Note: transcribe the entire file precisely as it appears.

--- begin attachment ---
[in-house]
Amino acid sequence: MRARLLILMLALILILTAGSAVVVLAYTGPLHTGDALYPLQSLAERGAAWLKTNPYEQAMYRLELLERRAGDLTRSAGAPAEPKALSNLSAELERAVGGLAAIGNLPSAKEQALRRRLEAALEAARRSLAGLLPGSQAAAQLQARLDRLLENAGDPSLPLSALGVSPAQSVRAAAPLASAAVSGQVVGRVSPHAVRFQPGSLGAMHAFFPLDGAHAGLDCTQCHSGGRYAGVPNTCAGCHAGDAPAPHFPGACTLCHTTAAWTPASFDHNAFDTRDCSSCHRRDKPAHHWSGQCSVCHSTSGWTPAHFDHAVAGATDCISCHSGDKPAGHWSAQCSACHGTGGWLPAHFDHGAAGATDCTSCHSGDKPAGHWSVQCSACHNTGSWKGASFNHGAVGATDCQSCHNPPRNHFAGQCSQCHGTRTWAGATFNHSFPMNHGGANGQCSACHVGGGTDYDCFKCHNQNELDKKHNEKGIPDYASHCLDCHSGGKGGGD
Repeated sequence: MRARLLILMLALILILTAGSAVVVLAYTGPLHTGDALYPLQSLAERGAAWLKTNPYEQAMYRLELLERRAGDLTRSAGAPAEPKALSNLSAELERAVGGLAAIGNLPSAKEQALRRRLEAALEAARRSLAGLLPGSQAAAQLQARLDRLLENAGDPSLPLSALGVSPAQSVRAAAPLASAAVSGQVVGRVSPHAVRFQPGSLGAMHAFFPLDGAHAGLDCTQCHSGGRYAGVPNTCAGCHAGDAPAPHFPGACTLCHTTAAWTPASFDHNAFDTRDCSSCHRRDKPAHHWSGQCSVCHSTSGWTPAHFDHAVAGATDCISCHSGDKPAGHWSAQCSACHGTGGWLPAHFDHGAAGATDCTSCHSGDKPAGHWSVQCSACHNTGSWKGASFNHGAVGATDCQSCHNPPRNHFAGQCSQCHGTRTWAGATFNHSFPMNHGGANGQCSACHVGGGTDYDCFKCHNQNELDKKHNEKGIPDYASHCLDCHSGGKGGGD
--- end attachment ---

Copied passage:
[in-house]
Amino acid sequence: MRARLLILMLALILILTAGSAVVVLAYTGPLHTGDALYPLQSLAERGAAWLKTNPYEQAMYRLELLERRAGDLTRSAGAPAEPKALSNLSAELERAVGGLAAIGNLPSAKEQALRRRLEAALEAARRSLAGLLPGSQAAAQLQARLDRLLENAGDPSLPLSALGVSPAQSVRAAAPLASAAVSGQVVGRVSPHAVRFQPGSLGAMHAFFPLDGAHAGLDCTQCHSGGRYAGVPNTCAGCHAGDAPAPHFPGACTLCHTTAAWTPASFDHNAFDTRDCSSCHRRDKPAHHWSGQCSVCHSTSGWTPAHFDHAVAGATDCISCHSGDKPAGHWSAQCSACHGTGGWLPAHFDHGAAGATDCTSCHSGDKPAGHWSVQCSACHNTGSWKGASFNHGAVGATDCQSCHNPPRNHFAGQCSQCHGTRTWAGATFNHSFPMNHGGANGQCSACHVGGGTDYDCFKCHNQNELDKKHNEKGIPDYASHCLDCHSGGKGGGD
Repeated sequence: MRARLLILMLALILILTAGSAVVVLAYTGPLHTGDALYPLQSLAERGAAWLKTNPYEQAMYRLELLERRAGDLTRSAGAPAEPKALSNLSAELERAVGGLAAIGNLPSAKEQALRRRLEAALEAARRSLAGLLPGSQAAAQLQARLDRLLENAGDPSLPLSALGVSPAQSVRAAAPLASAAVSGQVVGRVSPHAVRFQPGSLGAMHAFFPLDGAHAGLDCTQCHSGGRYAGVPNTCAGCHAGDAPAPHFPGACTLCHTTAAWTPASFDHNAFDTRDCSSCHRRDKPAHHWSGQCSVCHSTSGWTPAHFDHAVAGATDCISCHSGDKPAGHWSAQCSACHGTGGWLPAHFDHGAAGATDCTSCHSGDKPAGHWSVQCSACHNTGSWKGASFNHGAVGATDCQSCHNPPRNHFAGQCSQCHGTRTWAGATFNHSFPMNHGGANGQCSACHVGGGTDYDCFKCHNQNELDKKHNEKGIPDYASHCLDCHSGGKGGGD